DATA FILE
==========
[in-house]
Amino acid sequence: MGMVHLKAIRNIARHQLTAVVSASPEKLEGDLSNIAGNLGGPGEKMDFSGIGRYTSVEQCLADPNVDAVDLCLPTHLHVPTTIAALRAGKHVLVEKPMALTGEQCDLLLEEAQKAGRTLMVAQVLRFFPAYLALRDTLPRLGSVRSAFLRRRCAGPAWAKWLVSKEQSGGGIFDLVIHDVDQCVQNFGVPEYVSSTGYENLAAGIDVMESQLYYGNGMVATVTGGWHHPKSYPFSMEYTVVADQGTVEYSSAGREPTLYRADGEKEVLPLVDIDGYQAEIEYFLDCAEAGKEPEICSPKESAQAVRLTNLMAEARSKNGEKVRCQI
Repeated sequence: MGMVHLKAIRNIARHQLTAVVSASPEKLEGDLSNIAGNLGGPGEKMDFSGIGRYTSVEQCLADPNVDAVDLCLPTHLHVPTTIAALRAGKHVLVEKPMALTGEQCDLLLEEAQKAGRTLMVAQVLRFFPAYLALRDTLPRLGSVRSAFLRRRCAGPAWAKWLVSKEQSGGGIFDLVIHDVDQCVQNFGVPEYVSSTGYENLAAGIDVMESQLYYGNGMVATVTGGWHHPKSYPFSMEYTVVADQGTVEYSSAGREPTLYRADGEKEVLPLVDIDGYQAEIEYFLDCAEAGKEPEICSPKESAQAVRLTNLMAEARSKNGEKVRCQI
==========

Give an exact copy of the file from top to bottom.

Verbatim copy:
[in-house]
Amino acid sequence: MGMVHLKAIRNIARHQLTAVVSASPEKLEGDLSNIAGNLGGPGEKMDFSGIGRYTSVEQCLADPNVDAVDLCLPTHLHVPTTIAALRAGKHVLVEKPMALTGEQCDLLLEEAQKAGRTLMVAQVLRFFPAYLALRDTLPRLGSVRSAFLRRRCAGPAWAKWLVSKEQSGGGIFDLVIHDVDQCVQNFGVPEYVSSTGYENLAAGIDVMESQLYYGNGMVATVTGGWHHPKSYPFSMEYTVVADQGTVEYSSAGREPTLYRADGEKEVLPLVDIDGYQAEIEYFLDCAEAGKEPEICSPKESAQAVRLTNLMAEARSKNGEKVRCQI
Repeated sequence: MGMVHLKAIRNIARHQLTAVVSASPEKLEGDLSNIAGNLGGPGEKMDFSGIGRYTSVEQCLADPNVDAVDLCLPTHLHVPTTIAALRAGKHVLVEKPMALTGEQCDLLLEEAQKAGRTLMVAQVLRFFPAYLALRDTLPRLGSVRSAFLRRRCAGPAWAKWLVSKEQSGGGIFDLVIHDVDQCVQNFGVPEYVSSTGYENLAAGIDVMESQLYYGNGMVATVTGGWHHPKSYPFSMEYTVVADQGTVEYSSAGREPTLYRADGEKEVLPLVDIDGYQAEIEYFLDCAEAGKEPEICSPKESAQAVRLTNLMAEARSKNGEKVRCQI